The news was grim: Tiger Woods would be sidelined indefinitely after the worst season of his life. But the man himself was calm. Certainly subdued, but also clear and articulate, perhaps even calculated. “Where is the light at the end of the tunnel?” he asked dispassionately. “I don’t know.”
Woods has always professed to see such light when and where no one else did, especially in the last six years. That he saw none on Tuesday in the Bahamas on the eve of his Hero World Challenge tournament, and still delivered his thoughts without outward emotion, meant something. The relentlessly intense figure whose life has been guided by mottos like “never settle” is ready to do just that.
When Woods spoke of the sum of his accomplishments—which he has begun doing more frequently in recent years—his assessment for the first time shaded toward overstatement. There’s no getting around his current (final?) tally being small compared to what was so commonly projected.
“I’ve passed Jack on the all-time win list [79 PGA Tour titles to 73], just shy of Sam [Snead, the leader with 82],” Woods said. “I passed Sam basically a decade ago in major championships, but I’m still shy of Jack’s . So I’ve had a pretty good career for my 20s and 30s. For my 20 years out here, I think I’ve achieved a lot, and if that’s all it entails, then I’ve had a pretty good run.”
Such words from Woods can be taken as the final concession that the dream of 19 majors to pass Nicklaus, collectively held onto by so many golf fans, is dead. Though it should be noted that Hank Haney in his book recounted this exchange from 2007, after the coach became exasperated with his player’s increasing involvement in Navy SEAL-style activities. Haney: “Man, what are you doing? Are you out of your mind? What about Nicklaus’ record? Don’t you care about that?” Woods: “No. I’m satisfied with what I’ve done in my career.”
Those prime-time seeds of discontent give us a better clue of how hard it must have been to be Tiger Woods, even when he was rolling. And now, at the end of 2015—his seventh full season without a major, his last season before turning 40 later this month, and with no light at the end of the tunnel—Tiger Woods is satisfied.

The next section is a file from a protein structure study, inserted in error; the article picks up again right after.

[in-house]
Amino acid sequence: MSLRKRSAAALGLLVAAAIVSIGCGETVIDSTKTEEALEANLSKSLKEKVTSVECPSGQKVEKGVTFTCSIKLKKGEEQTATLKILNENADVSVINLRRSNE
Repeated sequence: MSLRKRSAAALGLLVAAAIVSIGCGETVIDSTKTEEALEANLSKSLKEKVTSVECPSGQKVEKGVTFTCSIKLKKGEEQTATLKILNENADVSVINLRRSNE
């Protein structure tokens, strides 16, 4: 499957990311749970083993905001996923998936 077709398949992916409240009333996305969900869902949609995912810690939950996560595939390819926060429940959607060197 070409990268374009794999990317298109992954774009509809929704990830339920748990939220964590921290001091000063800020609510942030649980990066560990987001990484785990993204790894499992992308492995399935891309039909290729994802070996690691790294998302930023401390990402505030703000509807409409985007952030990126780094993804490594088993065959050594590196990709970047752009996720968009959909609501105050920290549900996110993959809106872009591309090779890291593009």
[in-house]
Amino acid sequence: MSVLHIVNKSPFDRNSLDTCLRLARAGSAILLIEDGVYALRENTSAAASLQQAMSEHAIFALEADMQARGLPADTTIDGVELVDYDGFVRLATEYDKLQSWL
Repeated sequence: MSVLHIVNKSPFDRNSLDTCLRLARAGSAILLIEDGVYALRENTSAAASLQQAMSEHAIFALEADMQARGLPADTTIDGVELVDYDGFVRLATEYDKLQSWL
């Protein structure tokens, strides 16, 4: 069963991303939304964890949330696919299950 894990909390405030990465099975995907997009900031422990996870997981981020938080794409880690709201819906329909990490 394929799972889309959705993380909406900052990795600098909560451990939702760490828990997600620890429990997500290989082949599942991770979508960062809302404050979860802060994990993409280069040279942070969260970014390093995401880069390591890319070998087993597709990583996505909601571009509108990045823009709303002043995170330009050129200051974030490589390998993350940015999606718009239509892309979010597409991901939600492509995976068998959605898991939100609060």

Perhaps he has no choice. Woods had prefaced his historical assessment with this sentence: “I think pretty much everything beyond this will be gravy.” That last word immediately incited the piercing thought that, deep down, Woods’ view of what’s beyond in golf terms as pretty bleak.
In a small, sunbaked interview tent that induced both perspiration and tension, Woods was amiable. He answered every question without ever bristling. He was expansive about contemporaries Kobe Bryant, Derek Jeter, Peyton Manning and Tim Duncan, all done or close to it with their professional careers after two decades. He seemed to take pleasure in putting himself among them, an athlete who nobly gave his all until his body wore out. It’s a better narrative than the supremely gifted golfer on track to be the greatest ever who self-destructed.
The weight of that latter persona over the last six years has surely been immense. And on some level, Tuesday’s press conference was an unburdening that left Woods looking relieved. Or at least OK with taking a break.
Honestly, a break—a long one and a real one, not one filled with training and updates and range sessions—is the wisest, best thing at this point. In the opinion of several close Woods observers with experience in the mental side of competitive golf, it’s what he has most needed since Thanksgiving of 2009. Get totally away, look deeply inward, heal physically, come back with a clean slate. If his back could hold up, the ability would still be there. Who would say that a truly renewed Woods in his mid-40s couldn’t do what Nicklaus did at the 1986 Masters, or even more?
But if Woods simply sees any future accomplishments as mere “gravy,” his desire to fully re-enter the fray has to be questioned. It’s clear he’s not interested in following the Tom Brady standard of “play until you suck.” It works in the short road available in football, but in the much longer one offered by golf, bad play can be an extended purgatory, one that’s probably felt particularly interminable to Woods.
At least some retroactive light resulted from Woods’ words, an instantly more vivid memory of how incredibly good Woods was. So good, it immediately began an era. Late on Sunday afternoon at the 1997 Masters, with Woods increasing his double-digit lead on the back nine, Ben Crenshaw took in the electric but also eerie atmosphere and captured the meaning. “It’s like a passing,” he said softly.
On Tuesday, it didn’t take Crenshaw’s elevated sensibility to have the same thought.